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The Game of War

This game, which only came to my attention recently, is of interest for two reasons. One is that sets for this game were manufactured by Drueke, an important American manufacturer of chess sets. Another is that the complement of pieces used in the game is but little changed from that in the conventional game of Chess. Also, the designer of the game, Hudson Maxim, was the brother of Hiram Stevens Maxim, who invented the Maxim gun, one of the earliest forms of automatic weapon, and in his own right invented some forms of high explosive and was involved in the manufacture of smokeless powder.

The pieces are:

A King, with the same move as the King in Chess, and which is represented by the symbol of a chess King in the diagram. However, checkmate is not the object of the game, and thus the King's capture has the same significance as that of any other piece. Also, there is no Castling.

A General, with the same move as the Queen in Chess.

Two Mortars, with the same move as the Rook in Chess.

Two Horses, with the same move as the Knight in Chess.

Two Cannons, with the same move as the Bishop in Chess.

Two Flying Machines, not shown in the diagram. Each Flying Machine, starting from outside the board (sets for the game have them stationed on circles immediately behind the two vacant squares on the back rank) can be moved only once during a game. Its move consists of being placed on any vacant square of the board, other than the starting squares of the two Kings, which is then permanently blocked.

Ten Troops. The five Troops that are further advanced are called Van Troops, with the other five called Rear Troops, and their pieces are different in appearance, but the moves of all ten are identical. The Troops, represented by the symbol of a chess Pawn in the diagram, may make the same moves as a Pawn in chess, but a Troop can also jump over an enemy Troop in a diagonally forwards direction, but not over any other piece.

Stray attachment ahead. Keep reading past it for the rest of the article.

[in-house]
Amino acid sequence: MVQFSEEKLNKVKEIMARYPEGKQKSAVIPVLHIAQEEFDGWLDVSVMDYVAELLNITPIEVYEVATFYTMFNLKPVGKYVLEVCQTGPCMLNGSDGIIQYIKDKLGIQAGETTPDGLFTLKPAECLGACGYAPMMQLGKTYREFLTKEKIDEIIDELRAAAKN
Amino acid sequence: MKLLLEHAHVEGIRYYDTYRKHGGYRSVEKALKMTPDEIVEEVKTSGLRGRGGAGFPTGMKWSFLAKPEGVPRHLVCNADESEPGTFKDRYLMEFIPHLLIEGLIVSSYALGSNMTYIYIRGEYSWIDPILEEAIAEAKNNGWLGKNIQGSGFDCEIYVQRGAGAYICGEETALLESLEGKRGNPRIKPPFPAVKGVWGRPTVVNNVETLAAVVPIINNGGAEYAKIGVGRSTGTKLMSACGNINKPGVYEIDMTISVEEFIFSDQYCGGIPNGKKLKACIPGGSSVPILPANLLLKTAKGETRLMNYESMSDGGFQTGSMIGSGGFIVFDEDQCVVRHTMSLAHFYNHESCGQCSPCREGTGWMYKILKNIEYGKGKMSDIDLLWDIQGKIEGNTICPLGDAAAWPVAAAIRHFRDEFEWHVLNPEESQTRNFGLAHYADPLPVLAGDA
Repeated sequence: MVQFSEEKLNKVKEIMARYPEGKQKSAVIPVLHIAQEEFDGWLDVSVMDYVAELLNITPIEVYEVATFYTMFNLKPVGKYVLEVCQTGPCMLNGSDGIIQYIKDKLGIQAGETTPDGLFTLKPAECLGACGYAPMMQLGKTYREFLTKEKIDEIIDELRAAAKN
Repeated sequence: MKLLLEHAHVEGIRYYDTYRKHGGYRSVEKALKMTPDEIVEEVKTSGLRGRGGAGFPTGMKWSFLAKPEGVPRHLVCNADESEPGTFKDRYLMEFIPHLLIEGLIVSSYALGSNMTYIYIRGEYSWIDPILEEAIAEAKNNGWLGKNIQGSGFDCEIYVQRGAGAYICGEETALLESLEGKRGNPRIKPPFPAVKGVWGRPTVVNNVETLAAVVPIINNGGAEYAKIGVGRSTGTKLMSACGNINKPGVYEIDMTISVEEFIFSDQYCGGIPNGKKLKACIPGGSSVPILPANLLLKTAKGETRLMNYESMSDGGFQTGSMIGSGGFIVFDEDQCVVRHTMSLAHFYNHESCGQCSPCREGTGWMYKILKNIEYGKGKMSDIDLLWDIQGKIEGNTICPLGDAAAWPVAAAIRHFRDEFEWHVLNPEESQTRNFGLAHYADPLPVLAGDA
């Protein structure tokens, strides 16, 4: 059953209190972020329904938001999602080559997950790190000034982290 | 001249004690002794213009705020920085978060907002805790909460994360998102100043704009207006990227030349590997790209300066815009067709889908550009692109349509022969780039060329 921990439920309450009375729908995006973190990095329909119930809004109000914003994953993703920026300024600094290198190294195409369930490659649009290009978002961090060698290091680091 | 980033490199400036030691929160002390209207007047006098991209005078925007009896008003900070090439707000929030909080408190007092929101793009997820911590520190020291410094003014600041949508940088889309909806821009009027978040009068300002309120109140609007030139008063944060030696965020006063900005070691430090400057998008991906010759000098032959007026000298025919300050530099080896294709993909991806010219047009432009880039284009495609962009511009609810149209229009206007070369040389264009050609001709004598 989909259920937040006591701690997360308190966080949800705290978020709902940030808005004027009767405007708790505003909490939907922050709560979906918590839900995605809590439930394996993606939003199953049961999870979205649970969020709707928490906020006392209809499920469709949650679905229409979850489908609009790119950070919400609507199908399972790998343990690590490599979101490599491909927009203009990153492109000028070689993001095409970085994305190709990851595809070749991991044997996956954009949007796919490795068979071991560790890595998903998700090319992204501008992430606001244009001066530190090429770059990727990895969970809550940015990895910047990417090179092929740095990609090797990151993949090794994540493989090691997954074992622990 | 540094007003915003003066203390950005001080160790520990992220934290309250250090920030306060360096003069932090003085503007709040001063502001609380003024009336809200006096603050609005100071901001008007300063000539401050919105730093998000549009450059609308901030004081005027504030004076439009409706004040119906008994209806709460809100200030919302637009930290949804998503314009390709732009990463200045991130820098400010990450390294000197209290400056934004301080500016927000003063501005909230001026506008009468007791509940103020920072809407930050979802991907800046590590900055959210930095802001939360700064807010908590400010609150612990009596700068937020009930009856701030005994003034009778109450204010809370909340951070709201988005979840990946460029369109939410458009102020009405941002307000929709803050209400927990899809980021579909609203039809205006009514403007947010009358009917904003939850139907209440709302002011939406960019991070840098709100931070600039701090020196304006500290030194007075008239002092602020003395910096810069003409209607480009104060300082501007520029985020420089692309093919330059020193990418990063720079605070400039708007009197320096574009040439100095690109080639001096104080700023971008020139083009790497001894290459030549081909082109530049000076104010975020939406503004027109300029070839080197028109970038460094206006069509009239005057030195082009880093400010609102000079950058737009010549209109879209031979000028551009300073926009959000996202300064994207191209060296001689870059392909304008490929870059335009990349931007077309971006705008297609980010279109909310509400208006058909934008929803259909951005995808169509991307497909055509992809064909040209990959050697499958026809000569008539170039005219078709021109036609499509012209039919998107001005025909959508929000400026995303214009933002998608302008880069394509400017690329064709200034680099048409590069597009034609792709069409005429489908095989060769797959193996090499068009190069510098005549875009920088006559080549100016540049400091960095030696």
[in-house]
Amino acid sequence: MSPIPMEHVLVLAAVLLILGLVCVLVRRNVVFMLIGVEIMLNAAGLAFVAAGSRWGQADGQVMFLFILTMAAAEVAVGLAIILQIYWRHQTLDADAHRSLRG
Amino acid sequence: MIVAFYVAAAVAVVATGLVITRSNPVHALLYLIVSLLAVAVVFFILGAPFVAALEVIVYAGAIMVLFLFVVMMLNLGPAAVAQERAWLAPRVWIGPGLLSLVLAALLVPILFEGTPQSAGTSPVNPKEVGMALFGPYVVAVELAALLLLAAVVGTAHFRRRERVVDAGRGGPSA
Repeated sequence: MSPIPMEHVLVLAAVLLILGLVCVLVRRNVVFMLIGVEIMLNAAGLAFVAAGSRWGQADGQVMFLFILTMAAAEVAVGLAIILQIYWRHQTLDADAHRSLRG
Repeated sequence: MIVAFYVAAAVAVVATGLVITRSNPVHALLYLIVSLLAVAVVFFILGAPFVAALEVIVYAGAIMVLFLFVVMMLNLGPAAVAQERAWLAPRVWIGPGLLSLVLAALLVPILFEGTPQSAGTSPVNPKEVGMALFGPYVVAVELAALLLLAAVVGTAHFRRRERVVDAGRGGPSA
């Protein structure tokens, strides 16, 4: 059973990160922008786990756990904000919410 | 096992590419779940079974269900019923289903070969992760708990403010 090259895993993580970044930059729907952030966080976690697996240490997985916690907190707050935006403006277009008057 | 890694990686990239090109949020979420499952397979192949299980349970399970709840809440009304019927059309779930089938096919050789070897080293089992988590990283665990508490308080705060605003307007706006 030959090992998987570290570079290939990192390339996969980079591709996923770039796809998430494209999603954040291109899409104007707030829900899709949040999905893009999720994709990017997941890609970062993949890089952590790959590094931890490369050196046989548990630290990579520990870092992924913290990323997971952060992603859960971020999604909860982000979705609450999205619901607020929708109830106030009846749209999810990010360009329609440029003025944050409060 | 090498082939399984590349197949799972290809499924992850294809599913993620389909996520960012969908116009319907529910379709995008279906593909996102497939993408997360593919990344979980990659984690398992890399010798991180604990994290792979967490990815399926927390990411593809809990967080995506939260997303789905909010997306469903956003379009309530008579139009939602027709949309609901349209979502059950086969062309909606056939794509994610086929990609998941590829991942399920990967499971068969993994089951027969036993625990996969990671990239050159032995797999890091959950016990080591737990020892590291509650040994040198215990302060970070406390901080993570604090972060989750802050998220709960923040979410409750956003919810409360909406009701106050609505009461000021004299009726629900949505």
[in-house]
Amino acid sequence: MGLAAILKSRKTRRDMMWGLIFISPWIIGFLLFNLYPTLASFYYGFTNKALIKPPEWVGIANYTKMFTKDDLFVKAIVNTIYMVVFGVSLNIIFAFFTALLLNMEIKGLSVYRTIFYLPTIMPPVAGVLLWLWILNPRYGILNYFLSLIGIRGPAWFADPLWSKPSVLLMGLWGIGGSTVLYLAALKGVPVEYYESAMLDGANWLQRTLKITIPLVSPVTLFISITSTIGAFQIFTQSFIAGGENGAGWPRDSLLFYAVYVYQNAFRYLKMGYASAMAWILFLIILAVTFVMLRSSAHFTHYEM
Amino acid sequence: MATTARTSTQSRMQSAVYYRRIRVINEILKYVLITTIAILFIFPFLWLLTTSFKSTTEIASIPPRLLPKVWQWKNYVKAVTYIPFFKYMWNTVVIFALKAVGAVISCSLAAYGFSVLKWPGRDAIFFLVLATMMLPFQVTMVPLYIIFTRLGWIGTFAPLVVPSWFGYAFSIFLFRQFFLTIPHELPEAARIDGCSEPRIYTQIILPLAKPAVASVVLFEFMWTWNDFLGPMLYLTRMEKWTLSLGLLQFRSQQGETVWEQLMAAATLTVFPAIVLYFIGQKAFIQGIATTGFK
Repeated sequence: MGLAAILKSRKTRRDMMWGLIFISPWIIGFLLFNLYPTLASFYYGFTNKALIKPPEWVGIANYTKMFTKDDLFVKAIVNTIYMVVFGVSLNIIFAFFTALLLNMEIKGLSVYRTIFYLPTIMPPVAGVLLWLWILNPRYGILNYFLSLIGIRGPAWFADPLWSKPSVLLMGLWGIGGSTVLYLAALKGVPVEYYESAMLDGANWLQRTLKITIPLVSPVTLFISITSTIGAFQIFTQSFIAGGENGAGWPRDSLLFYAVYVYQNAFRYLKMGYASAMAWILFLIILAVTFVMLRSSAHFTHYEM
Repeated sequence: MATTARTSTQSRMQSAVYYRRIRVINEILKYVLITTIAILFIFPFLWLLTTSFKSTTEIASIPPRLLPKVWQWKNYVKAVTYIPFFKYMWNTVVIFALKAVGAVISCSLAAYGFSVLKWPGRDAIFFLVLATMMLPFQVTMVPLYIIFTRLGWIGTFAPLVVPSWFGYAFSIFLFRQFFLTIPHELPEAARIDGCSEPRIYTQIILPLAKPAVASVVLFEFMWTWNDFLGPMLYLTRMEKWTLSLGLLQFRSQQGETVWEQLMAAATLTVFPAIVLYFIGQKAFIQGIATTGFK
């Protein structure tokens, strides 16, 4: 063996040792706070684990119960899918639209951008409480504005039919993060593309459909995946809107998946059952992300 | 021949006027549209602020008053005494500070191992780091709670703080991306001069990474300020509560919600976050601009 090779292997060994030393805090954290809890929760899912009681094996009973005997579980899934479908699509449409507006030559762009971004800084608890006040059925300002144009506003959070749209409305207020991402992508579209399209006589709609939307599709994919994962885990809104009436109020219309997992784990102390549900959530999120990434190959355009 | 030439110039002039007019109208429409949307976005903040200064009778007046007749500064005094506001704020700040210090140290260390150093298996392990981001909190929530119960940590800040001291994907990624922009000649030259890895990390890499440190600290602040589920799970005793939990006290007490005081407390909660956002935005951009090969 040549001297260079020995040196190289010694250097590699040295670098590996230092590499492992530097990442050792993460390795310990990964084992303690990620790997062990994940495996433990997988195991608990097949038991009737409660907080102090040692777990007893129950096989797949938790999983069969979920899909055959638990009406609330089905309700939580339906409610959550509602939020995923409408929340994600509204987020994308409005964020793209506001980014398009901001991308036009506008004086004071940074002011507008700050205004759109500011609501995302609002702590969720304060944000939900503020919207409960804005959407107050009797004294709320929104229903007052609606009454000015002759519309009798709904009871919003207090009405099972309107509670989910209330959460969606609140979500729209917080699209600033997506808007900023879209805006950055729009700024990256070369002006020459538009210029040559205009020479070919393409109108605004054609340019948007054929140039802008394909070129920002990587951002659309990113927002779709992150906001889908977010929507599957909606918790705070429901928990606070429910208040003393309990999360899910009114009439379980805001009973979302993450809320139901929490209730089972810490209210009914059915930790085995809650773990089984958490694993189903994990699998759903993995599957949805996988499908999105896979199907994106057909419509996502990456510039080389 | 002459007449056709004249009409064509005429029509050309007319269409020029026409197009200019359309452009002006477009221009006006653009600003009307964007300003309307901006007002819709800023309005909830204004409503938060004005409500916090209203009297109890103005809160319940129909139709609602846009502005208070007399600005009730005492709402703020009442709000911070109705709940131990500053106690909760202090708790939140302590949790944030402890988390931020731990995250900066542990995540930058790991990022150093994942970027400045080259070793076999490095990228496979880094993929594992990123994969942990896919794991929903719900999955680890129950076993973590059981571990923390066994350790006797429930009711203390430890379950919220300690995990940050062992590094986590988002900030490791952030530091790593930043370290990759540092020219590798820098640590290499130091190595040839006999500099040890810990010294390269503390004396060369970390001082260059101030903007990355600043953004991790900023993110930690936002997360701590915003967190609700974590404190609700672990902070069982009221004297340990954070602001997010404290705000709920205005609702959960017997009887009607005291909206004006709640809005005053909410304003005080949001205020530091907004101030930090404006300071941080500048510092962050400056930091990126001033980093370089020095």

Captures of an enemy Troop by jumping are subject to a compulsory capture rule. If such a capture is available, the enemy Troop may be taken instead by conventional Pawn capture by displacement, or, if possible, it may be taken by another piece. If, however, it is taken by jumping, then the series of jumps must continue until no further Troop captures are available in the particular path taken (there is no obligation to capture the maximum possible number of Troops, the rule being modeled on that in the British and American game of checkers or draughts).

The Troop may make a double step move forwards as its first move, as the Pawn in Chess, but the book describing the rules of this game makes no mention of any form of en passant capture being available as a result of this. (By analogy with the other rules for the movement of Troops, however, it might be supposed that en passant capture is allowed, but only by displacement and not by jumping.)

The object of the game is to place one of one's pieces on the starting square of the opponent's King, and not have it captured on the opponent's turn immediately following.

There is no Castling. Also, there is no Pawn promotion; a Troop simply remains permanently immobile once it reaches the last rank. Except for a Troop in the enemy Citadel, the starting space of the enemy King, Troops on the final rank are immune to capture.

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